State invests $6 billion in broadband infrastructure over 3 years
A problem that has been persistent in California for years, the digital divide was highlighted in a major way when the COVID-19 pandemic hit. Perhaps more than any other sector, schools felt the impact of a sudden and almost total reliance on access to high-speed internet. In an effort to help remedy the issue, bills were quickly introduced in both houses of the state Legislature in 2020 and 2021. However, one of the most significant proposals this year came via enactment of the state budget.
SB 156 (Committee on Budget and Fiscal Review) contained the implementing language for a $6 billion investment in broadband infrastructure over three years. The proposal, comprised mostly of federal American Rescue Plan Act (ARPA) dollars, contained three major provisions, including:
- $3.25 billion in ARPA funds for the construction of open-access broadband middle mile, appropriated in 2021-22
- $2 billion ($928 million General Fund and $1.072 billion ARPA) for last mile funding, of which $1.072 billion is available in 2021-22, $125 million is available in 2022-23, and $803 million is available in 2022-24
- $750 million General Fund for the loan-loss reserve, of which $50 million in appropriated is 2021-22, $125 million is appropriated in 2022-23 and the balance of $575 million is included in 2023-24.
With so much money being allocated to this issue, the Legislature and Administration will undoubtedly be monitoring how the dollars are spent as California rolls out current and future broadband projects. In particular, the open-access, middle-mile projects will be under scrutiny. At the time of this writing, the President of the California Cable and Telecommunications Association (CCTA) had already publicly criticized the California Public Utilities Commission’s (CPUC) handling of the rollout. Being such a high-stakes investment for the state, this issue will certainly be watched closely not only next year, but over the next several years.
California Advanced Services Fund (CASF) Extended
You may recall AB 570 (Aguiar-Curry, D- Woodland) and SB 1130 (L. Gonzalez, D-Long Beach) which were both authored in 2020. These two bills were amended mid-session in response to the COVID-19 Pandemic, and sought to make changes to the CASF to better help California tackle the digital divide (which was suddenly a glaring issue). Both bills died in the eleventh hour of the 2019-20 Legislative Session amidst heavy lobbying by opponents, but both authors noted they would continue to pursue solutions to the digital divide in 2021.
Accordingly, AB 14 (Aguiar-Curry) and SB 4 (L. Gonzalez) were both introduced on the very first day of the 2021-22 Legislative Session. The bills saw several sets of amendments throughout session. Specifically, once the broadband budget deal (detailed above) came together, the two authors – who had been working closely together all year – amended their bills to primarily deal with the CASF, one of California’s primary means of funding broadband projects.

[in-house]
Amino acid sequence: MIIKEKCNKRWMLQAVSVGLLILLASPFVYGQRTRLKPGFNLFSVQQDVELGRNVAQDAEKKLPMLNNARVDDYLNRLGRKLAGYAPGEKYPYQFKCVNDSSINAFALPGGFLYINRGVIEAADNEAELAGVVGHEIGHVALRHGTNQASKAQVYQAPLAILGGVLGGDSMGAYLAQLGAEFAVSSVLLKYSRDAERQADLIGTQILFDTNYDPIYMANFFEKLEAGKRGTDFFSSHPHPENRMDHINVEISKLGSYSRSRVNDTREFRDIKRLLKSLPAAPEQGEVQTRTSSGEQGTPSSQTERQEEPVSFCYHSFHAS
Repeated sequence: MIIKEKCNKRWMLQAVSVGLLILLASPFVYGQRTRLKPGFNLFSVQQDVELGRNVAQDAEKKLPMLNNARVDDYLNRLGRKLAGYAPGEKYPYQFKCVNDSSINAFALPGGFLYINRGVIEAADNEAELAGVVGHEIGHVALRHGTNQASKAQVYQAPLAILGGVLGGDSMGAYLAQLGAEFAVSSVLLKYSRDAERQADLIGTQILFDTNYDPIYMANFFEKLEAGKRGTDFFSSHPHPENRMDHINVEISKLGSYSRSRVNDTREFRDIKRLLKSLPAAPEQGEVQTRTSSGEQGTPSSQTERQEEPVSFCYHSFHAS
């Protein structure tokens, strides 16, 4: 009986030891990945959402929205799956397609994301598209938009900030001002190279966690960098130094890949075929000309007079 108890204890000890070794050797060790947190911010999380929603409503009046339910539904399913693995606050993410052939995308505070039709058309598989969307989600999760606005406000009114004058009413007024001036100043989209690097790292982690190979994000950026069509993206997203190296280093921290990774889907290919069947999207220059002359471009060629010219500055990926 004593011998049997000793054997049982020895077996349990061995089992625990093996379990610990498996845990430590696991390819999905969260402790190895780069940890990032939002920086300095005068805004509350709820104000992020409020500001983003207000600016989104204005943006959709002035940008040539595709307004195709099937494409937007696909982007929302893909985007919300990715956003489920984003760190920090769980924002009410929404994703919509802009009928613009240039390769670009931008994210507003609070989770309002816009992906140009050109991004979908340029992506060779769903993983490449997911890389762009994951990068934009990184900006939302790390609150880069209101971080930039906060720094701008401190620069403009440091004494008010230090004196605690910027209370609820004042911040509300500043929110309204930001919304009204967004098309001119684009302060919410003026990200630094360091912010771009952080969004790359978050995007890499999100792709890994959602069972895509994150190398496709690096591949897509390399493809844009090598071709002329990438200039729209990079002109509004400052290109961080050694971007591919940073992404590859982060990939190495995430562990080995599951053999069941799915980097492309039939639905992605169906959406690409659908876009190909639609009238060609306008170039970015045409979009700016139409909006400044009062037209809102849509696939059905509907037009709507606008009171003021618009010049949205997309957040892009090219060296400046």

The CASF and the surcharge that funded it were set to expire at the end of 2026, and 2022, respectively. AB 14 extends the authority of the CPUC to continue collecting the surcharge to fund the CASF through 2032. SB 4 extends the operation of the CASF through 2032, and allows the CPUC to utilize the surcharge to collect up to $150 million per year to continue replenishing the fund.
Together, the two bills essentially extend the CASF and its funding mechanism through the end of 2032. In a signal of how closely the authors worked together this year, the bills were what is known as “double-joined”, meaning neither could become law without the other also becoming law. Also of note, the two bills were both “urgency” measures and became law immediately upon signature by the Governor.
State to help schools with cybersecurity assessments
COVID-19’s impacts were pervasive in the technology space. Beyond the digital divide, yet another issue school officials have known about for years came to the fore. Cybersecurity threats to schools were already on the rise, and as distance and online learning models were rapidly deployed across California, schools that were already struggling to secure their online environments became even bigger targets for nefarious actors.
In an effort to leverage state resources to better help schools identify holes in their online security, Assembly Member Ed Chau (D-Arcadia) introduced AB 1352. The bill authorizes the Military Department, at the request of a local educational agency (LEA), and in consultation with the California Cybersecurity Integration Center (Cal-CSIC), to perform an independent security assessment of the LEA or an individual schoolsite within the LEA (the cost of the assessment will be funded by the LEA). The bill makes it clear that the criteria for the assessment will be developed in consultation with the LEA, and the results of the assessment will only be disclosed to the LEA and Cal-CSIC.
The Governor signed the following technology bills:
- AB 14 (Aguiar-Curry) – Communications: California Advanced Services Fund: deaf and disabled telecommunications program: surcharges.
This bill extends, through December 31, 2032, the authority of the CPUC to impose a surcharge to replenish the CASF program. The bill also revises the surcharge collection methodology for interconnected Voice over Internet Protocol (VoIP) service and the Deaf and Disabled Telecommunications Program. An urgency measure, the bill took effect immediately upon signature. Further, the bill was double-joined to SB 4 (the bill could not have become law without SB 4 also becoming law – see below.) Chapter 658, Statutes of 2021